Heat Proofing Your Garden

Deborah North

Bob Allen, SE Pinal County Master Gardener

When Deborah North returned to Arizona from the very green Northwest in 2003, she quickly learned that to enjoy gardening in Tucson required significant retraining. She entered the Pima Master Gardener program in 2004 through the University of Arizona and never looked back!

On April 10 Deborah shared her knowledge with 72 eager-to-learn gardeners in a lecture titled “How to Heat Proof Your Garden.” The Southeast Pinal County Master Gardeners sponsored the event at the SaddleBrooke Ranch Sol Ballroom in Oracle.

Her first piece of advice? Remember you live in a desert! Our Sonoran Desert is notorious for dry, alkaline soil, high in mineral but low in organic material content. Add intense sun, high summer temperatures, low winter temperatures, little rainfall, high winds, and insect pests, and you will ask yourself, “How will I ever grow anything here?” Deborah demonstrated that with knowledge, patience, and an understanding of our unique climate, you can get plants to thrive in our desert!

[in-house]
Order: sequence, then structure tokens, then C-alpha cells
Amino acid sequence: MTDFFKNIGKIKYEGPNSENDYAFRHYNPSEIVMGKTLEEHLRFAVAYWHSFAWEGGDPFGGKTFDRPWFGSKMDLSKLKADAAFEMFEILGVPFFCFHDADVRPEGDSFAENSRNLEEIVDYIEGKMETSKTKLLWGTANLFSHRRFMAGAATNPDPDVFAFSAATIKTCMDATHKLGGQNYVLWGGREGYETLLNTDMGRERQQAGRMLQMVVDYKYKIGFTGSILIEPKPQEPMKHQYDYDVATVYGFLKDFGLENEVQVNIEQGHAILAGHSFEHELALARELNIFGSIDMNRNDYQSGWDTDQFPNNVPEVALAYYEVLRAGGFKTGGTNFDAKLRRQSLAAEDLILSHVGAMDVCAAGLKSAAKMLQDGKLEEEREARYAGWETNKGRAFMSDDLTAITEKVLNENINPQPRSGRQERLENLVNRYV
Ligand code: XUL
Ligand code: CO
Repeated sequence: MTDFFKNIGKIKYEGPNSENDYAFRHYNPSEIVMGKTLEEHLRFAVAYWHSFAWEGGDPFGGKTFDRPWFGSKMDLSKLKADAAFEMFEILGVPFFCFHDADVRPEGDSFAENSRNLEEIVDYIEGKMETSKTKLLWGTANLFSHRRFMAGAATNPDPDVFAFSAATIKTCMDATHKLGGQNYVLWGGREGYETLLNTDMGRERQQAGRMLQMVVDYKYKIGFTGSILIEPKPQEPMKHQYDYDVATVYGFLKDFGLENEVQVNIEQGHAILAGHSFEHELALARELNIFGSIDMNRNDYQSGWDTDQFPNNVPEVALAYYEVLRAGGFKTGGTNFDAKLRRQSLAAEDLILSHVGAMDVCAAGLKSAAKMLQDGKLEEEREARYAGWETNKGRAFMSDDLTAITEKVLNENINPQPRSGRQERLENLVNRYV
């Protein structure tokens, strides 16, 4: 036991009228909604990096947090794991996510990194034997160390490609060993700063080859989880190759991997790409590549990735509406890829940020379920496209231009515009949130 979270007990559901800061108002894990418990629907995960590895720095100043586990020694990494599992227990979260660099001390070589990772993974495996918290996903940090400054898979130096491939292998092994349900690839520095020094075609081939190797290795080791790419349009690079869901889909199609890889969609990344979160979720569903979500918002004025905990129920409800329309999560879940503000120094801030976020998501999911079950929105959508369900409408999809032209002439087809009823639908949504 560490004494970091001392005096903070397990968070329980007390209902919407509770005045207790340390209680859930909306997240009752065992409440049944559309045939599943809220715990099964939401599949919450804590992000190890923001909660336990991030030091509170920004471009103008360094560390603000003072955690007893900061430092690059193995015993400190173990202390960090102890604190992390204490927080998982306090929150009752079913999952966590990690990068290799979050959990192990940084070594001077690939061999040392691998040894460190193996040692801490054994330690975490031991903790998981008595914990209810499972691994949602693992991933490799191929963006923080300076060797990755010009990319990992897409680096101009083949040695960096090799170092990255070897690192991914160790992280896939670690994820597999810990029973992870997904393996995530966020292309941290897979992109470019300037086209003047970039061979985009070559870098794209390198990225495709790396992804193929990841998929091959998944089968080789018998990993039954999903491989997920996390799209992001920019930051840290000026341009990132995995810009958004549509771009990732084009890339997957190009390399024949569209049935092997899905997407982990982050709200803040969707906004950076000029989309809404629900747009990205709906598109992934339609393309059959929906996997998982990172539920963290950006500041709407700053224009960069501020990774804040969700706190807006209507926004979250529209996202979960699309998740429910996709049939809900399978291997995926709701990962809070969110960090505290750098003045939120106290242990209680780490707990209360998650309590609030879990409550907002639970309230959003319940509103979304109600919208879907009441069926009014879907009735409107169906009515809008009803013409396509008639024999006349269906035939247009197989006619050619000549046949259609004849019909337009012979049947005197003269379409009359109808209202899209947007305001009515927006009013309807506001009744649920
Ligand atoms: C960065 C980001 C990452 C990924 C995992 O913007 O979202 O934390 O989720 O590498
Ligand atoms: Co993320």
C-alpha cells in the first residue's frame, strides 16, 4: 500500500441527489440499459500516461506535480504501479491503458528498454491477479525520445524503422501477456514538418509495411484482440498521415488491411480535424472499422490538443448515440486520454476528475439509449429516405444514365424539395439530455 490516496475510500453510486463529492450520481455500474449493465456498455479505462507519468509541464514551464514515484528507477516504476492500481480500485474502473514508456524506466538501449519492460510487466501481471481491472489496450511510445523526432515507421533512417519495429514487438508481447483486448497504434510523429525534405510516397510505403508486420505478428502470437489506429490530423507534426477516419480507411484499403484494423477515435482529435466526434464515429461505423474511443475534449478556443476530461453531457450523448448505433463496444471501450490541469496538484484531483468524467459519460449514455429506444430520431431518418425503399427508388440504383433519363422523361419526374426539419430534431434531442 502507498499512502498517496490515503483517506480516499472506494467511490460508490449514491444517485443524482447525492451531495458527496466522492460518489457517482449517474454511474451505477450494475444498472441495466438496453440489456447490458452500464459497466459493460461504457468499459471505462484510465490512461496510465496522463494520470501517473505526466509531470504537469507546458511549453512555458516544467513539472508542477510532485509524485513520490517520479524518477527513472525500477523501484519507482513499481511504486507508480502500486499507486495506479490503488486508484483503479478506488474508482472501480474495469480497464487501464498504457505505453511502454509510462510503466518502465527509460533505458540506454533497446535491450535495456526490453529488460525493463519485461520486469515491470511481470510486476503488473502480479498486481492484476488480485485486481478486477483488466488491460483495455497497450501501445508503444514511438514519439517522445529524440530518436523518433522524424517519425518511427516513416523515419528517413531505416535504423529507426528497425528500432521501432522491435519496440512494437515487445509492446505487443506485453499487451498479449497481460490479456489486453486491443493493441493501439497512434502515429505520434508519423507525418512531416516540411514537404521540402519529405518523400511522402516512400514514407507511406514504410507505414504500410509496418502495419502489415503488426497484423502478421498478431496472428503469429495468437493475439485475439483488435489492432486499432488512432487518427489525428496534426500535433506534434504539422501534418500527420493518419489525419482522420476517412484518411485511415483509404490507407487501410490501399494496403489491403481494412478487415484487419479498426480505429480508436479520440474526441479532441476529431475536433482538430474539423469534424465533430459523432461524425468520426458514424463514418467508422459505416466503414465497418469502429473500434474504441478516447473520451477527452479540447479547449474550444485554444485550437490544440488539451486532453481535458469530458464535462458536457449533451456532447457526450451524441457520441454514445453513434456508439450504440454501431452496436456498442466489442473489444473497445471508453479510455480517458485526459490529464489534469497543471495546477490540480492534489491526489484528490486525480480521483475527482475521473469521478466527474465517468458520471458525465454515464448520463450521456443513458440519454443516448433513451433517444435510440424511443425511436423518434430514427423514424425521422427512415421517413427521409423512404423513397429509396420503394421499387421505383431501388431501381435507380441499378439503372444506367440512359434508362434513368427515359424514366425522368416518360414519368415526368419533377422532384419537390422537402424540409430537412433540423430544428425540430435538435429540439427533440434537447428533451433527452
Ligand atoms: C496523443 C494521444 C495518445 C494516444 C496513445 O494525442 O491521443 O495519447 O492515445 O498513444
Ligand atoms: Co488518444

Do you know how large containers need to be if you use them for gardening? (18 to 24 inches) How much sunlight should shade cloth block to protect your plants during Southeastern Arizona’s notoriously hot summers? (30% to 40%) Deborah shared those and many more tips with the eager audience of gardeners. Other hints? Be kind to yourself! Wear sun protection, sunglasses, stay hydrated, and garden early in the day when it’s cooler. When the temperature reaches 90 degrees, plants stop taking in water.

Amend your soil with organic matter to improve water-holding capacity, and choose native or desert-adapted plants for landscaping. Water your plants deeply with increasing frequency as the weather gets warmer. Water annuals or grasses to a depth of 8 to 12 inches. Water shrubs to a depth of 18 to 24 inches, and 24 to 36 inches for trees. Use a long screwdriver as a soil probe to measure how deep your irrigation goes. But do let the roots dry out a bit before watering them again. Desert plants evolved to thrive on periods of dryness, followed by deep watering. There are some great watering guides and articles about choosing plants, planting, and keeping them healthy at the Southeast Pinal County Master Gardeners website extension.arizona.edu/southeast-pinal-county-master-gardener.

Everyone learned a lot from Deborah North that day, and the good news is she’s returning to SaddleBrooke Ranch at 1 p.m. on Nov. 13. She will talk about “Winterizing Your Garden.” Plan to attend this free event at the Sol Ballroom at SaddleBrooke Ranch.